Gaseous and unpredictable, witty and sentimental, Support Group for Men is ninety minutes traffic of our stage which seems longer, an earnest foray into secrets and feelings masked as a comedy. It is complicated without being complex; amusing without being satisfying. It is like the old cliché about Chinese food: in half an hour you’ll want to see another play.
Let’s begin by stating the obvious: men, like anybody else, have problems. If they elect to confront those problems in dialogue with other men, who’s to say them nay? But playwright Ellen Fairey plays the concept for laughs, with the supportable men larding themselves with ersatz Native American names, hokey rituals and a tricked-up baseball bat which entitles the holder to speak.
The character types are familiar, too. There’s mellow Brian (Chris Thorn), who has organized the group and in whose apartment they meet. There’s Roger the cynic (Scott Aiello, doing some nuanced work in this), Brian’s softball buddy, who finds the rituals ridiculous but who has some real issues. There’s Del (Ken Robinson), Brian’s friend from high school, whose ill wife terrifies him with her self-loathing. And there’s Kevin (Juan Arturo), Brian’s whiz-kid colleague at work, who teaches salsa on the side and whose love life – or at least his sex life – has been unsatisfying of late.
As Fairey describes it, the deal is that the bat-holder has the floor so that he can describe his current woes. The others are prohibited from interrupting, or giving advice, or even commenting. They are there to bear witness, to hear, the implication being that the suffering male suffers in silence, in a culture unprepared to recognize his burdens.
Then, of course, after bearing witness, everyone slaps various parts of their bodies and grunts.
Plenty of commentary gets sandwiched in between all the bearing witness. Brian’s apartment is apparently on top of a bar, and not all of the action is, strictly defined, heterosexual. This provokes a halting conversation about gender identity, as you might imagine Chicago men who came of age during the administration of the second Bush might have. In the midst of it, a new sound comes from the alley below: two men beating up a woman. The men’s support group rushes down to support the woman.
You can almost guess the rest, but let me spell it out for you. After a nasty, brutish and short visit by two Chicago cops (Tom Coiner and Julia Coffey), the support group discovers that the victimized woman was not a woman at all but a cross-dressing, resolutely heterosexual man, Alejandro (Rolando Chusan), who assures them, correctly, that he gave as good as he got. For the rest of the evening, the support group for men learns to extend their support to men who like to dress as women. Leading the way is Roger, who in confronting his own failure to measure up to an unrealistic masculine ideal learns to withhold judgment on those with an alternative take on masculinity.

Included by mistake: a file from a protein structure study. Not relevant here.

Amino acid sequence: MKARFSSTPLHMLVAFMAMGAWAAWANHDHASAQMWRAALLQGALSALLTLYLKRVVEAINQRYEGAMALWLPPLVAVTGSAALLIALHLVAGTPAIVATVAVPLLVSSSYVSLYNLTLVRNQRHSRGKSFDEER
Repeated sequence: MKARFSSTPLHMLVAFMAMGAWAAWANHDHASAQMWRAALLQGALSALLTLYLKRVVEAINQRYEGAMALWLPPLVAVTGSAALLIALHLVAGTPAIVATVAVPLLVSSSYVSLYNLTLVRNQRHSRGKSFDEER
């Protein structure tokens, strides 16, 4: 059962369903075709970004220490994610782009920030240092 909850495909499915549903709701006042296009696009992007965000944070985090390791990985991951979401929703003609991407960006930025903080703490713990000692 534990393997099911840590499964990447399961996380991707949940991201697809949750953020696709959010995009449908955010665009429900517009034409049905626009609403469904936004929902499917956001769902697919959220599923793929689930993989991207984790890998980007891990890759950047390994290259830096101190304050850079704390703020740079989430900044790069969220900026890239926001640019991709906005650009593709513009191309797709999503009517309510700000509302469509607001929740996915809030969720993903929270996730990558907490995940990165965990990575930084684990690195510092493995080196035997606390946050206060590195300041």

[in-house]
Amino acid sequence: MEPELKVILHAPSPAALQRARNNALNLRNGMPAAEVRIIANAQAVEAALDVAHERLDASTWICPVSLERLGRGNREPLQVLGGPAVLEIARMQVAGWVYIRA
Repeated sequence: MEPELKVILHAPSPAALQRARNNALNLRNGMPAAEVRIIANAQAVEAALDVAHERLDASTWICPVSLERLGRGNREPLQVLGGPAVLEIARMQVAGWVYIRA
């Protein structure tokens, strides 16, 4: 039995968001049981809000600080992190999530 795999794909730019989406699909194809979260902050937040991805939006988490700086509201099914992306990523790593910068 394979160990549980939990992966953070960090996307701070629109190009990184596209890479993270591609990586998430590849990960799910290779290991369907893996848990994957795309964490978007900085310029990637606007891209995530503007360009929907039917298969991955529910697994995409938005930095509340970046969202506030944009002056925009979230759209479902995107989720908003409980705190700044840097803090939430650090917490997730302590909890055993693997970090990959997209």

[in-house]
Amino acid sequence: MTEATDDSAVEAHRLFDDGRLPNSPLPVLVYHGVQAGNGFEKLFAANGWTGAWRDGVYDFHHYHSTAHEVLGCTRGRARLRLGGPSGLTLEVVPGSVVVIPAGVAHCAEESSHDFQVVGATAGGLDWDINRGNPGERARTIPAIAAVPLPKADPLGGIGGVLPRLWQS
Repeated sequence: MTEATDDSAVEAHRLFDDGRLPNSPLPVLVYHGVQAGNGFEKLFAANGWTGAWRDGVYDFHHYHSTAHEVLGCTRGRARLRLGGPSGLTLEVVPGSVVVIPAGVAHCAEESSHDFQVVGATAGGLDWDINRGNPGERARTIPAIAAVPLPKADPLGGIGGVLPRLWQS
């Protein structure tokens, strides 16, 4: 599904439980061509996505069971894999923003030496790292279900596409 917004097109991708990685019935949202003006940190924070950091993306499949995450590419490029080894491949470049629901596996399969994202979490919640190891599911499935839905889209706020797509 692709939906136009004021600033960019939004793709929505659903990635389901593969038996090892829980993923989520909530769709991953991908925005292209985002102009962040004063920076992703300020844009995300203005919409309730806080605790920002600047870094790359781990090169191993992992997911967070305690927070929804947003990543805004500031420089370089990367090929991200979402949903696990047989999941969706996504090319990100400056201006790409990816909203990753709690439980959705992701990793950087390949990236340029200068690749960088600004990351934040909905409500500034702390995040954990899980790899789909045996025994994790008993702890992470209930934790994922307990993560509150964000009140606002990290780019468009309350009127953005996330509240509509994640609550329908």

Had Fairey written this play fifteen years ago, it might have been groundbreaking stuff, but the message (“accept men who like to dress as women”) seems pretty dated now. The more difficult message, dealing with men who not only dress as women but believe that they can, by declaration, become women, is untouched, except in a vaguely comic way.
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Which describes another problem with this story: it doesn’t know whether it’s a comedy or a drama. A play can be both, of course. Wrecked, a better play also running at the CATF, succeeds as both a terrifying drama and a raucous comedy. That’s because in that play the comedy explodes the terror at key moments, and the terror hangs over the comedy, making the characters’ comic natterings even more absurd. In Support Group for Men, the comedy and the drama seem to come at random. Imagine a hot roast beef sandwich slathered with vanilla ice cream, and you have Support Group for Men.
Support Group for Men at Contemporary American Theater Festival closes July 28, 2019. Details and tickets
That’s not to say the play – and particularly the production – has no merit. Sometimes, the comedy is really, really funny. The characters are well developed, with their own quirks, some of them quite unpredictable. The actors all acquit themselves honorably, and Coffey and Thorn are notable for convincingly playing two entirely different characters in Wrecked and Support Group for Men. (Coiner, on the other hand, plays two nearly identical characters in the two plays, and does a good job in both). If you see this show, you’ll probably have a good time. I just wish it had been better.
Let me end on a cheerier note. I’ve seen three shows so far at the CATF, and the technical has been wonderful in each of them. Here, the technical artists have outdone themselves. David Barber’s set perfectly captures a small apartment in gentrified Chicago and Victoria Deiorio’s sound design is spot-on. D.M. Wood’s lighting design is exquisite – the apartment’s windows perfectly edged with reflected red light, to show us the presence of the bar below. CATF’s technical staff initiates the fictive dream from the very moment that lights go up. After that, it’s in the hands of the playwright and the actors, and us.
Support Group for Men by Ellen Fairey . Directed by Courtney Sale . Featuring Scott Aiello, Chris Thorn, Ken Robinson, Juan Arturo, Tom Coiner, Julia Coffey, and Rolando Chusan . Scenic and projection design: David Barber . Costume design: Therese Bruck . Lighting design: D. M. Wood . Sound design: Victoria Deiorio Technical director: Kevin Dunckel . Stage manager: Paul Mills Holmes, assisted by Ryan Kane . Production stage manager: Deb Acquavella . Produced by the Contemporary American Theater Festival . Reviewed by Tim Treanor.